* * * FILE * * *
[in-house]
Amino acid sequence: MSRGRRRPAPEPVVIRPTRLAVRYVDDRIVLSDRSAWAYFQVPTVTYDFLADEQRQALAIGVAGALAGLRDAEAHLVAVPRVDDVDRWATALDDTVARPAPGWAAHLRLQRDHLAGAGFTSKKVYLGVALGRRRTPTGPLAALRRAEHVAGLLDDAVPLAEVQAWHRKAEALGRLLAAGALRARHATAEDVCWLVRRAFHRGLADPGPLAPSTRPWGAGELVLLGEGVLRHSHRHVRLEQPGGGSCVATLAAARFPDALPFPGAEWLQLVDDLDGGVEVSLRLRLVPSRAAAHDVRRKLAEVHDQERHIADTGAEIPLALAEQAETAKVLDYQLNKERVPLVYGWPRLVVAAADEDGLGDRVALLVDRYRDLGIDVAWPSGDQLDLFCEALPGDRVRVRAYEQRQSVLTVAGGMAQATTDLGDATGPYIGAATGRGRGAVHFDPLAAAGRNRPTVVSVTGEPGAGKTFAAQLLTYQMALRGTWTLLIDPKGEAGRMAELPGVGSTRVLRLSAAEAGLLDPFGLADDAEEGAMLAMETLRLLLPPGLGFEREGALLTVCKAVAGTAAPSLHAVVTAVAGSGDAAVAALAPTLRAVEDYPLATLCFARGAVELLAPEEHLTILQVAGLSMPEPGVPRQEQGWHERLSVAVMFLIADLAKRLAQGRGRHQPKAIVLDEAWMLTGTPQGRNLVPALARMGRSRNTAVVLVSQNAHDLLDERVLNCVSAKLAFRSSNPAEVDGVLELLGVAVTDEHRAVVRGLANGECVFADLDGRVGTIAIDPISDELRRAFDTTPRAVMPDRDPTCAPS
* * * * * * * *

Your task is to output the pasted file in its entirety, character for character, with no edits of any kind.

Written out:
[in-house]
Amino acid sequence: MSRGRRRPAPEPVVIRPTRLAVRYVDDRIVLSDRSAWAYFQVPTVTYDFLADEQRQALAIGVAGALAGLRDAEAHLVAVPRVDDVDRWATALDDTVARPAPGWAAHLRLQRDHLAGAGFTSKKVYLGVALGRRRTPTGPLAALRRAEHVAGLLDDAVPLAEVQAWHRKAEALGRLLAAGALRARHATAEDVCWLVRRAFHRGLADPGPLAPSTRPWGAGELVLLGEGVLRHSHRHVRLEQPGGGSCVATLAAARFPDALPFPGAEWLQLVDDLDGGVEVSLRLRLVPSRAAAHDVRRKLAEVHDQERHIADTGAEIPLALAEQAETAKVLDYQLNKERVPLVYGWPRLVVAAADEDGLGDRVALLVDRYRDLGIDVAWPSGDQLDLFCEALPGDRVRVRAYEQRQSVLTVAGGMAQATTDLGDATGPYIGAATGRGRGAVHFDPLAAAGRNRPTVVSVTGEPGAGKTFAAQLLTYQMALRGTWTLLIDPKGEAGRMAELPGVGSTRVLRLSAAEAGLLDPFGLADDAEEGAMLAMETLRLLLPPGLGFEREGALLTVCKAVAGTAAPSLHAVVTAVAGSGDAAVAALAPTLRAVEDYPLATLCFARGAVELLAPEEHLTILQVAGLSMPEPGVPRQEQGWHERLSVAVMFLIADLAKRLAQGRGRHQPKAIVLDEAWMLTGTPQGRNLVPALARMGRSRNTAVVLVSQNAHDLLDERVLNCVSAKLAFRSSNPAEVDGVLELLGVAVTDEHRAVVRGLANGECVFADLDGRVGTIAIDPISDELRRAFDTTPRAVMPDRDPTCAPS